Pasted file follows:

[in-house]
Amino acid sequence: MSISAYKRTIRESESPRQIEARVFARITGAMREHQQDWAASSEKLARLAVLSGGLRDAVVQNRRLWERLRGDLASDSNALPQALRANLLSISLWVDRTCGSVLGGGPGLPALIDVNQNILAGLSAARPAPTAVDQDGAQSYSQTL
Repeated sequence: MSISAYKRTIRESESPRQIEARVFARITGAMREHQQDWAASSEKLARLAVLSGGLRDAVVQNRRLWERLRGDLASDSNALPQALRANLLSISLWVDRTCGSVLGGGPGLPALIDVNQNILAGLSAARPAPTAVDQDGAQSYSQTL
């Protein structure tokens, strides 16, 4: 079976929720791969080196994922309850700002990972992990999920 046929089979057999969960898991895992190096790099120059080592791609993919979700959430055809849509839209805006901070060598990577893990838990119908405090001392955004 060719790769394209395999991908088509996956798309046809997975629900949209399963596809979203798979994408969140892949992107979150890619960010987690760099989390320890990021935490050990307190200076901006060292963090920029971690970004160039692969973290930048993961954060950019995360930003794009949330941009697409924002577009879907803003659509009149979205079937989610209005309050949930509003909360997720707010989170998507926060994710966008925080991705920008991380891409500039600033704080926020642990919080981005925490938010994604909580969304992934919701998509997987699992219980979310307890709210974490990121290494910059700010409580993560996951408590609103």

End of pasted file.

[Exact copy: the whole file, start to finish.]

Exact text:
[in-house]
Amino acid sequence: MSISAYKRTIRESESPRQIEARVFARITGAMREHQQDWAASSEKLARLAVLSGGLRDAVVQNRRLWERLRGDLASDSNALPQALRANLLSISLWVDRTCGSVLGGGPGLPALIDVNQNILAGLSAARPAPTAVDQDGAQSYSQTL
Repeated sequence: MSISAYKRTIRESESPRQIEARVFARITGAMREHQQDWAASSEKLARLAVLSGGLRDAVVQNRRLWERLRGDLASDSNALPQALRANLLSISLWVDRTCGSVLGGGPGLPALIDVNQNILAGLSAARPAPTAVDQDGAQSYSQTL
């Protein structure tokens, strides 16, 4: 079976929720791969080196994922309850700002990972992990999920 046929089979057999969960898991895992190096790099120059080592791609993919979700959430055809849509839209805006901070060598990577893990838990119908405090001392955004 060719790769394209395999991908088509996956798309046809997975629900949209399963596809979203798979994408969140892949992107979150890619960010987690760099989390320890990021935490050990307190200076901006060292963090920029971690970004160039692969973290930048993961954060950019995360930003794009949330941009697409924002577009879907803003659509009149979205079937989610209005309050949930509003909360997720707010989170998507926060994710966008925080991705920008991380891409500039600033704080926020642990919080981005925490938010994604909580969304992934919701998509997987699992219980979310307890709210974490990121290494910059700010409580993560996951408590609103």